2. it will be great too to read here about lecture-visits to Westport from any one of the thousands saved, quality of life improved, etc., by US soldiers during vietnam, iraq, afghanistan, etc.

  3. The Dude Abides

    Well Anonymous, that might be a long wait. I know you are a big State Department advocate but most of those who have found some benefit from our invasion of their countries are now living in the United States. At least 1 million Vietnamese, over 2 million Iraqies and I guess there will be a new wave of Afghans soon. You won’t see too many in Westport though. As to the good deeds of our servicemen abroad, you don’t find too many on the lecture circuit. I wonder why that is???

  4. Rich Franzis

    I am very thankful that one of the take-aways from the Vietnam War was not to “Mistake the War with the Warrior”, based on another fairly unpopular war.

    It’s one of the great tragedies in the history of this country how returning Vietnam vets were often treated by their fellow Americans, who did nothing more than do what their country asked of them.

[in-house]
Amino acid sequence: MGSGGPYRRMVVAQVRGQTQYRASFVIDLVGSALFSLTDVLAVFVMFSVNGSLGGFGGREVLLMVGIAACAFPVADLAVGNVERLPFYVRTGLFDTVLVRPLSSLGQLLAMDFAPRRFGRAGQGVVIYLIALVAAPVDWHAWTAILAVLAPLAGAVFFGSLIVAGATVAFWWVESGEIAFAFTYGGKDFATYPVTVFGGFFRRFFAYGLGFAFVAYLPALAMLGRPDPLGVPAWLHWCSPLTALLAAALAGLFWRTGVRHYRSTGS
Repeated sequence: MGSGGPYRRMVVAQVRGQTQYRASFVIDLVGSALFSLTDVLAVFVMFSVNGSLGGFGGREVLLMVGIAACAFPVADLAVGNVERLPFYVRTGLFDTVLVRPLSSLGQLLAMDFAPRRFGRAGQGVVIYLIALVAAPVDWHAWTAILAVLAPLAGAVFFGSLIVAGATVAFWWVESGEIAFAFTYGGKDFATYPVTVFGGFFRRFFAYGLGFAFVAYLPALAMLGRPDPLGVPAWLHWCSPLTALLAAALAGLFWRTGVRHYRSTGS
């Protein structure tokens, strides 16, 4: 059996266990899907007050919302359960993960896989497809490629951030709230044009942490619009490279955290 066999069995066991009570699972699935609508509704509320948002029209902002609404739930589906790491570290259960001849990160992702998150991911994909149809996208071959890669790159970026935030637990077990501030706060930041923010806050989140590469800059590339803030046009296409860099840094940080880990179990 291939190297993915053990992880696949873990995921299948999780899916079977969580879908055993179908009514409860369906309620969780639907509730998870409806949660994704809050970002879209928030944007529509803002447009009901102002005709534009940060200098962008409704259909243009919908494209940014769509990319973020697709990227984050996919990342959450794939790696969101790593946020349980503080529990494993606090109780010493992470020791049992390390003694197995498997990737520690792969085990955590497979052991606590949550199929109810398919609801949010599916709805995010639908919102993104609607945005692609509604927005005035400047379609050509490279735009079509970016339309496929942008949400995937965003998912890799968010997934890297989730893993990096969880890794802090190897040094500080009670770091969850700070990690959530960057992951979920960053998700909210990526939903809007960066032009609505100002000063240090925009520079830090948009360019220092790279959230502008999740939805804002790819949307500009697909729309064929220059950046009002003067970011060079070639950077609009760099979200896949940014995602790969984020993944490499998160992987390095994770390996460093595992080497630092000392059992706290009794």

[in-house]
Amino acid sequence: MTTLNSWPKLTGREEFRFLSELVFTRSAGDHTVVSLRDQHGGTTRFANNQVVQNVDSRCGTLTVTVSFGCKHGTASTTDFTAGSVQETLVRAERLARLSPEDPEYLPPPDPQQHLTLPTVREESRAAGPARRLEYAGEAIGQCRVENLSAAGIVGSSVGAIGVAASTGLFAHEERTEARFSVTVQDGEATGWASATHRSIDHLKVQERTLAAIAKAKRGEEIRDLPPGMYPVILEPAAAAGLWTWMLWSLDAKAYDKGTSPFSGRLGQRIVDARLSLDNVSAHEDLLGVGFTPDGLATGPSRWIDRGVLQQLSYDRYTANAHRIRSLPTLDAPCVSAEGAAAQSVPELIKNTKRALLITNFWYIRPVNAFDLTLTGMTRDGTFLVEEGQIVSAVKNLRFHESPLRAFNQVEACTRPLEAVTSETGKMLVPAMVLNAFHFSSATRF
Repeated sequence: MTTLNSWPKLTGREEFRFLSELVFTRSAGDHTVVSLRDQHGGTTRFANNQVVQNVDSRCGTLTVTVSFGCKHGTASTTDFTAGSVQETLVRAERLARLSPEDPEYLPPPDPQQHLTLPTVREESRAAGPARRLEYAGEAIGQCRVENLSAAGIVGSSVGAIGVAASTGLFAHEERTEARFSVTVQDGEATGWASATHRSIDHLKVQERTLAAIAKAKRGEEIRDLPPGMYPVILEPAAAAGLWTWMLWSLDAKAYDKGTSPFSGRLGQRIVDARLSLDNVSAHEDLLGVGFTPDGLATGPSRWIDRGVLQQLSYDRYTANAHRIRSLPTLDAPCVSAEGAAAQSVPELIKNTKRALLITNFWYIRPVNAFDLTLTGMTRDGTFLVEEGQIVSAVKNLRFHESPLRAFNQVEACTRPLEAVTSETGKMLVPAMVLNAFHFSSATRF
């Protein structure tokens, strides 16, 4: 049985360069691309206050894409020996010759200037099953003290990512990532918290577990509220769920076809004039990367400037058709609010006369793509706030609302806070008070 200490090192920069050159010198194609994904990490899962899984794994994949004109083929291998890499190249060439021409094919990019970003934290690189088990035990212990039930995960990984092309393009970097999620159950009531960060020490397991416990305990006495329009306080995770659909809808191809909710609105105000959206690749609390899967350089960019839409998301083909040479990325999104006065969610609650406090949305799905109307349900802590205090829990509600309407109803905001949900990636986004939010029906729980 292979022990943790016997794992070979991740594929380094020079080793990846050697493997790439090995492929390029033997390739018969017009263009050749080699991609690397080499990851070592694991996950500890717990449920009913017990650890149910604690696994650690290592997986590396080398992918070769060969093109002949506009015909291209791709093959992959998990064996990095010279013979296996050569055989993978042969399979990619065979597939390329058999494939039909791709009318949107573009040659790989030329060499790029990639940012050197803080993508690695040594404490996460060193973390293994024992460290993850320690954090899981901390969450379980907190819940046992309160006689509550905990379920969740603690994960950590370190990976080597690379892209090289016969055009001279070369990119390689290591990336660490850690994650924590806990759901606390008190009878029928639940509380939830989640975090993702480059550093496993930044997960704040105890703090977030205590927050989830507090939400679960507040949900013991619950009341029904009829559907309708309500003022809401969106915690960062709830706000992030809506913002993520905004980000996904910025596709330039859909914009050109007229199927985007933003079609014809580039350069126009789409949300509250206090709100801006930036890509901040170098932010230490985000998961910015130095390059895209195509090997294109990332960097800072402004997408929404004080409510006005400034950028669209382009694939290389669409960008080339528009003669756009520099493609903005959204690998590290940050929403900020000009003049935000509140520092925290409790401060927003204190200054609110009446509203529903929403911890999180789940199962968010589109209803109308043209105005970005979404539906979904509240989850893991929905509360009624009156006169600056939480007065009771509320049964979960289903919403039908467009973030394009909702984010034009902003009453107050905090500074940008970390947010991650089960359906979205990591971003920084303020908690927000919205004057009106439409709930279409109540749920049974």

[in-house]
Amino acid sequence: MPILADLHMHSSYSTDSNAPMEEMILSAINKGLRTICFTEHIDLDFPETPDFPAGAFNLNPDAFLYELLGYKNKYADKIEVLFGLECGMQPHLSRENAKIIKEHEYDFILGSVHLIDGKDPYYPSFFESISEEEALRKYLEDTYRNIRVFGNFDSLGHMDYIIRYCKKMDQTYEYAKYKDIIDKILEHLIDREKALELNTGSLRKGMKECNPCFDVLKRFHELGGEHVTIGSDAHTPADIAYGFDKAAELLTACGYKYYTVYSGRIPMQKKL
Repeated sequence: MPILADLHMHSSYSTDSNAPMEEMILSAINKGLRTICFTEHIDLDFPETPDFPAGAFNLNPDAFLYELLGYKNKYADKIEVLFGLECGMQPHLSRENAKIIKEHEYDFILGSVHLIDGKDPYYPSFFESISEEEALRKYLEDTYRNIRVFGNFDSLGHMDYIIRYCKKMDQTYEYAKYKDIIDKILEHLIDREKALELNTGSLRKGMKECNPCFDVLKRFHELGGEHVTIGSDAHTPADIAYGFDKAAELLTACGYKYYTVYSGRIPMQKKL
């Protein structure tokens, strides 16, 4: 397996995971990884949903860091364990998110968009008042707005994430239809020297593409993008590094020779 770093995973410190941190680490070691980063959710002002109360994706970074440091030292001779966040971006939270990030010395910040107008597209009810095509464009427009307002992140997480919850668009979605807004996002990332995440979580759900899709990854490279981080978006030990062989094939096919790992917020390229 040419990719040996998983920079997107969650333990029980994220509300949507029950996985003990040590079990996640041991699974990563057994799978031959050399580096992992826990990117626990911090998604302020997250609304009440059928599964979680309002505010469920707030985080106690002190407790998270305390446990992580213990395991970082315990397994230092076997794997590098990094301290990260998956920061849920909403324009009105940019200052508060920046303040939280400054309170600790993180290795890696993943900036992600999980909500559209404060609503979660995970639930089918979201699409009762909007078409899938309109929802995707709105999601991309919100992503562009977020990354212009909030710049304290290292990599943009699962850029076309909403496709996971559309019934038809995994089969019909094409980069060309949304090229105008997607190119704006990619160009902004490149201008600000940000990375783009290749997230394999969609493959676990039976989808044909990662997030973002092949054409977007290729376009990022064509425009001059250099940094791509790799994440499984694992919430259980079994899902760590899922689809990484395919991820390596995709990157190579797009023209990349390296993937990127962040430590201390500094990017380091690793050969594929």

Having heard Dennis speak a number of times, I can’t help but think of how he was treated on his airline flight back to Connecticut from California as he returned from Vietnam.

    It’s quite a different plane ride that I had from Atlanta back to Connecticut when I returned from Iraq.

    Dennis tells of sitting on a plane next to a “business man” in a suit, with a briefcase on his tray.

    The man turned to Dennis, flying in uniform and asked :”Where are you coming from?” Dennis replied “Vietnam” The man then asked :”Did you see any action?”

    Dennis replied: “A little”. That was the end of the conversation until the airplane reached cruising altitude, and the man turned on the “flight attendant light”.

    When the stewardess (now flight attendant) responded to the man and asked: “Can I do something for you sir?”, the man with the briefcase replied: “Yeah. I want you to get me a seat as far away from this guy as you possiblycan”

    I also returned to Connecticut from Iraq via Atlanta in uniform with one other Soldier on Southwest Airlines.

    Before we took off on a packed plane, the captain came on the intercom and made the announcement :”Before we take off, if you’ve slept in your own bed last night and were free from fear, there are two Untied States Soldiers on this plane returning from Iraq that you should thank.”

    The plane erupted in a thunderous applause that went on for a good 30 seconds.